The only linguistically and culturally Fulani people on the list are FCT minister Mohammed Musa Bello and UBEC boss Hammed Bobboyi who are both from Adamawa State.
A reporter from the South recently interviewed me for a personality profile, and although one of the issues we discussed during the interview was the robust diversity of northern identities and how people mistake me for Fulani, Hausa, “Hausa-Fulani” or Nupe even though I am actually Baatonu from Kwara State, he still went ahead and described me as “Fulani” in his story. This shows how our preconceptions can sometimes distort our perceptions.
I corrected his unintentional mischaracterisation of my ethnicity because he was kind enough to let me have a pre-publication readback of his story.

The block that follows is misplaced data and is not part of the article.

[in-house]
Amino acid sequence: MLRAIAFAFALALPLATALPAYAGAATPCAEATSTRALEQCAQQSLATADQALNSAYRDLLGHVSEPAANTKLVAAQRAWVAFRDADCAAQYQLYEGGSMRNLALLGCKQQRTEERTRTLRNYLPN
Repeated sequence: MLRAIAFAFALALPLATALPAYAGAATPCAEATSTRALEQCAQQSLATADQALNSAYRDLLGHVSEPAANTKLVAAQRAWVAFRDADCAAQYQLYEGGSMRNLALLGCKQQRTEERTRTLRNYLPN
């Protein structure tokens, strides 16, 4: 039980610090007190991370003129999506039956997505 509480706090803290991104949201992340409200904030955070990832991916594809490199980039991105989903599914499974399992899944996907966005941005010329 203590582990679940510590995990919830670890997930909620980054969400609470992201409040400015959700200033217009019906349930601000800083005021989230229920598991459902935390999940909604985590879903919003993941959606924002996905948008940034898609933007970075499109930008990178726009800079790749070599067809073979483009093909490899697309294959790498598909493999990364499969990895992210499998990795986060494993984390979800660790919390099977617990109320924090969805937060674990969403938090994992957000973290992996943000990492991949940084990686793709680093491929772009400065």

In other words, the South is relentlessly rhetorically Fulanising the North, particularly the Muslim North, just to fertilise and sustain a simplistic narrative of superhuman Fulani domination. One of my Fulani friends from Adamawa by the name of Idirisu Alkali tells me he is often simultaneously amused and flattered by the prodigious capacities that southerners endue on his people.
The Fulani are now lionised in the South as the lifeblood of the North and the sole designers of all that is ill with Nigeria. But at the core of this sociologically impoverished monomaniacal fixation with the Fulani is a deep-seated but unacknowledged inferiority complex, which is fully realised in the tendency to describe as “Fulani slave” anyone who expresses opinions that depart from the forced and false consensus of the Fulaniphobes in the South.
Since only “masters” can have “slaves,” people who call others “Fulani slaves” have clearly accepted the Fulani as “masters,” indicating that they have also internalised their own inferiority before the Fulani.